concentrated solar

A DARK DAY FOR DEMOCRACY: SUPERVISORS OVERRIDE BOULEVARD'S ELECTED PLANNING OFFICIALS, FORCE INDUSTRIAL-SCALE SOLAR ON RURAL TOWN

 

By Miriam Raftery

View video of full hearing: http://sdcounty.granicus.com/MediaPlayer.php?view_id=9&clip_id=1660

Note: Tune in Friday to our radio show on 89.1 FM from 5 to 6 p.m. to hear interviews with Boulevard residents and a hydrologist sharing their views on this outcome.  Jim Whelan, a representative of Soitec project property owners Hamann and Gibson was invited and refused to participate.

 

February 4, 2015 (San Diego) – Boulevard residents fought down tears in stunned disbelief today (photo, left) as San Diego Supervisors voted 4 to 1 to approve Soitec’s Tierra Del Sol and Rugged Solar projects, overriding a unanimous vote by Boulevard’s elected planning group that opposed the projects. Collectively the two massive projects will cover 1,185 acres (the equivalent of 185 city blocks) of rural terrain with thousands of concentrated solar tracking panels, each 48 feet wide by 30 feet tall.

Only Supervisor Dianne Jacob voted against the project, following an extensive speech in opposition. She called county staff’s finding that the project was compatible with rural community character “absolutely incomprehensible to me.”  Jacob pointed out that the General Plan is supposed to assure environmental stewardship, preservation of agricultural lands, open space and community character, among other qualities – all of which will be destroyed if the Soitec projects are built.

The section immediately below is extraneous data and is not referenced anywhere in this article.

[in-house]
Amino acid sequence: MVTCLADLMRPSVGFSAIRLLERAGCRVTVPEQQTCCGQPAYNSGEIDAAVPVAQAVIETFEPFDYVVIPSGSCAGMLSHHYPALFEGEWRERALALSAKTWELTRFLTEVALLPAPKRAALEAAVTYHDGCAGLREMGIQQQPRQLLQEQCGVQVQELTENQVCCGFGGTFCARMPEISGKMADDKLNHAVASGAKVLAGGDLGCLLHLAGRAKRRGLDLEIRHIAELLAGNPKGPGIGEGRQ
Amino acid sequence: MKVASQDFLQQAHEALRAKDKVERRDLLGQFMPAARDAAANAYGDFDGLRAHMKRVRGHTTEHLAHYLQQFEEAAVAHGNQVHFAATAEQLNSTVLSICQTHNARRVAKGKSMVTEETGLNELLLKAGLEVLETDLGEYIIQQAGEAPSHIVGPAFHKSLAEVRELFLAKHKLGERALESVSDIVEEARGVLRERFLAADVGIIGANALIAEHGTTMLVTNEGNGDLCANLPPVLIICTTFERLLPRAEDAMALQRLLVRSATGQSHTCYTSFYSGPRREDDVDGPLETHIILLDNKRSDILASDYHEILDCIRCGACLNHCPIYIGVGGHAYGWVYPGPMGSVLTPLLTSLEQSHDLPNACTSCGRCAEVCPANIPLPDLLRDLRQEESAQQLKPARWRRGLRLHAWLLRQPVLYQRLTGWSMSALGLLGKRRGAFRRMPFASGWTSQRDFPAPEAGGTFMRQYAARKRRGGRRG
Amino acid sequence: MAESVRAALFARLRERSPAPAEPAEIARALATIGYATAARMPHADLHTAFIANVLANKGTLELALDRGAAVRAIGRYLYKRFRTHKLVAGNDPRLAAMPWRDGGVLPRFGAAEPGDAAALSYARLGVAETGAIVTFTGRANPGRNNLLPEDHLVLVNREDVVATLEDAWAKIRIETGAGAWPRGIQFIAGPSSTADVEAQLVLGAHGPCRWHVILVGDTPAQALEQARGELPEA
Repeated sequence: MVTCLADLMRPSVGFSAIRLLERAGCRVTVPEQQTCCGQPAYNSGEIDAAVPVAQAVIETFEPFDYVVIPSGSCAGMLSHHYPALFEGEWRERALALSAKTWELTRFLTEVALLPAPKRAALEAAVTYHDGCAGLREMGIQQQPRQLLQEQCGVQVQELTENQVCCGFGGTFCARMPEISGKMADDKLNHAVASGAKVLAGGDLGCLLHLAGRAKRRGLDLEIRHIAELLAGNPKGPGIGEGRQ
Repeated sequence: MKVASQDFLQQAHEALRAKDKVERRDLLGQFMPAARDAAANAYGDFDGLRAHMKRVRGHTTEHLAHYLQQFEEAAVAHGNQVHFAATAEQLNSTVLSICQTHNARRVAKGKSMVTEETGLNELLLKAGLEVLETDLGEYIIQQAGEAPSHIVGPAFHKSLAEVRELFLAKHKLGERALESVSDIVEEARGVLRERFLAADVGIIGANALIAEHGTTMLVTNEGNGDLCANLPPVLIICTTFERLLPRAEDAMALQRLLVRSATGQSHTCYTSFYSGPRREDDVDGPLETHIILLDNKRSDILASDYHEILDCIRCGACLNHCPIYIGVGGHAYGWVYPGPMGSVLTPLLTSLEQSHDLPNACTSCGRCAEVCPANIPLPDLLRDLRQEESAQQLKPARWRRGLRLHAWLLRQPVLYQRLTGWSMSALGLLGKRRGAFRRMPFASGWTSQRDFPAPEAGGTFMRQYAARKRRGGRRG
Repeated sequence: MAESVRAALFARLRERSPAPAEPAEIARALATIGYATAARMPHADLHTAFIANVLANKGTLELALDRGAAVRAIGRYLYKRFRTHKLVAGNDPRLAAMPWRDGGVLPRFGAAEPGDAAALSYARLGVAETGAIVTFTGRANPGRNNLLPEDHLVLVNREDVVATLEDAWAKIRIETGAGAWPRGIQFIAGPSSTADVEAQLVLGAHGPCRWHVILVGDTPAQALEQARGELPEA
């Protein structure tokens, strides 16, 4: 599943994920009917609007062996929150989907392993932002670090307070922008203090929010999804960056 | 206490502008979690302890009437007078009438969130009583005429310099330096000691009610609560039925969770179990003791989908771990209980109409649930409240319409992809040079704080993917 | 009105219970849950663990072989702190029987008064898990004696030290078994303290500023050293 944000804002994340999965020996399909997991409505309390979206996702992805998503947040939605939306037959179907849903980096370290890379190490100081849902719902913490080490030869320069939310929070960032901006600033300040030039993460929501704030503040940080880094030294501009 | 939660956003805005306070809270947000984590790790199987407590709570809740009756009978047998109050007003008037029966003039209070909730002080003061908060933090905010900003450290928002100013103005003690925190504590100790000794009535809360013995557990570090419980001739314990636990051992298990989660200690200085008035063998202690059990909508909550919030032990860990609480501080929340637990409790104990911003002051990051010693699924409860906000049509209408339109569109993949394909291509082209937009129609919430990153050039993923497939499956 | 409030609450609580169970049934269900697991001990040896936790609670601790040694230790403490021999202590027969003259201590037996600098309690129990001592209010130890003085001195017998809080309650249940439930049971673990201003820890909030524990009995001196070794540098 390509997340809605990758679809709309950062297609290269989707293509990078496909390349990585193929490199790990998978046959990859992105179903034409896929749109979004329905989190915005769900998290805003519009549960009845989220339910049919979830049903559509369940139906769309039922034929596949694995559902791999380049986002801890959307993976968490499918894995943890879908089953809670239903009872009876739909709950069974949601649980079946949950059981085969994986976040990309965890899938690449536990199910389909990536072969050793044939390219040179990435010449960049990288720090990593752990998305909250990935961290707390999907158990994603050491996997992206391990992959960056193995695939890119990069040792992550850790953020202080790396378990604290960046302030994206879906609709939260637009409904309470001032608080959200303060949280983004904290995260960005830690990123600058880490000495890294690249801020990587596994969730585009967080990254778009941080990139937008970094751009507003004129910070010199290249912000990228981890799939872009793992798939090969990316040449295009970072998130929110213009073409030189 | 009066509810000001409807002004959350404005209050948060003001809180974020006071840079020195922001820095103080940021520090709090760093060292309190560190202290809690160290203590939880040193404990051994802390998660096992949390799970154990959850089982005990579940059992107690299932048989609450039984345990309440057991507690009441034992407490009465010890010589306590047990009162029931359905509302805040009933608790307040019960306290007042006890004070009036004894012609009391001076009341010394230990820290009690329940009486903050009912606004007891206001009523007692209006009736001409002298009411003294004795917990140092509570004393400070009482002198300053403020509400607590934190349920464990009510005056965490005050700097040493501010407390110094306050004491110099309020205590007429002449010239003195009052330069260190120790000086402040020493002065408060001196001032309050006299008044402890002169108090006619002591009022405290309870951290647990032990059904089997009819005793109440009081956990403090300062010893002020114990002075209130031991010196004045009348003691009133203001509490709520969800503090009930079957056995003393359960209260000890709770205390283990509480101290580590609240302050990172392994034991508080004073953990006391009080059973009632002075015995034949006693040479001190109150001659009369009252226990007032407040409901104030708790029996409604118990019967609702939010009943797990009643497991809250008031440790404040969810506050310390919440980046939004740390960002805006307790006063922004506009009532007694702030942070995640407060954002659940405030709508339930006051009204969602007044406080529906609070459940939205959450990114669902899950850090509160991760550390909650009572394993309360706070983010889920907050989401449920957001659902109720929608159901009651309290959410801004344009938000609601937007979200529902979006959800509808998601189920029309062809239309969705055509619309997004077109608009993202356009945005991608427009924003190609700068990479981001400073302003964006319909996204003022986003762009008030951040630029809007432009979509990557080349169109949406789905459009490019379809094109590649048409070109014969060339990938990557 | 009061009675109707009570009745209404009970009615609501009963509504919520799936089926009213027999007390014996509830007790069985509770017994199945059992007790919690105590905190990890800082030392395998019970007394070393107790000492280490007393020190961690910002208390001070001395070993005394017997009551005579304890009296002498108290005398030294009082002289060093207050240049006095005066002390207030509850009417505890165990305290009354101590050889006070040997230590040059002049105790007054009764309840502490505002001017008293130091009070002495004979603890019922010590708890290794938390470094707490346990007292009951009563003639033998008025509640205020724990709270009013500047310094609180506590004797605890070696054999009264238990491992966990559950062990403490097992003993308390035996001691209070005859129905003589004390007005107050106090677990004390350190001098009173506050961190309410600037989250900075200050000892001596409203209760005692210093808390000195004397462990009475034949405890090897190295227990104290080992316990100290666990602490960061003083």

DESERT SOLAR PROJECTS ARE BURNING BIRDS ALIVE

 

Shocking toll from solar facility pales, however, compared to estimated 100,000 bird deaths from wind turbines in CA

By Miriam Raftery

November 25, 2013 (California) – Desert solar projects have been touted as environmentally friendly.  But now disturbing evidence has emerged that these projects are incinerating birds flying overhead.Two months ago,  34 birds were found dead or injured at Ivanpah Solar (photo, left, by Tom Budlong) owned by BrightSource Energy in  San Bernardino County, California. Almost half had singed feathers and some had nothing left but spines where feathers melted from  reflected beams of sunlight, according to a report  in The Desert Sun.

The toll was even worse in October, when 52 dead birds were found at the site, 17 with scorched feathers (see photo, below right)  Ivanpah, still in testing phase, is the world's largest solar facility -- but it's not the only one frying birds. Another 19 birds were found dead at another project, Desert Sunlight, also in California.  More such facilities are planned, incdluing Palen’s proposed project in the Coachella Valley that would be located near two wildlife refuges where migrating birds stop in the Pacific Flyway.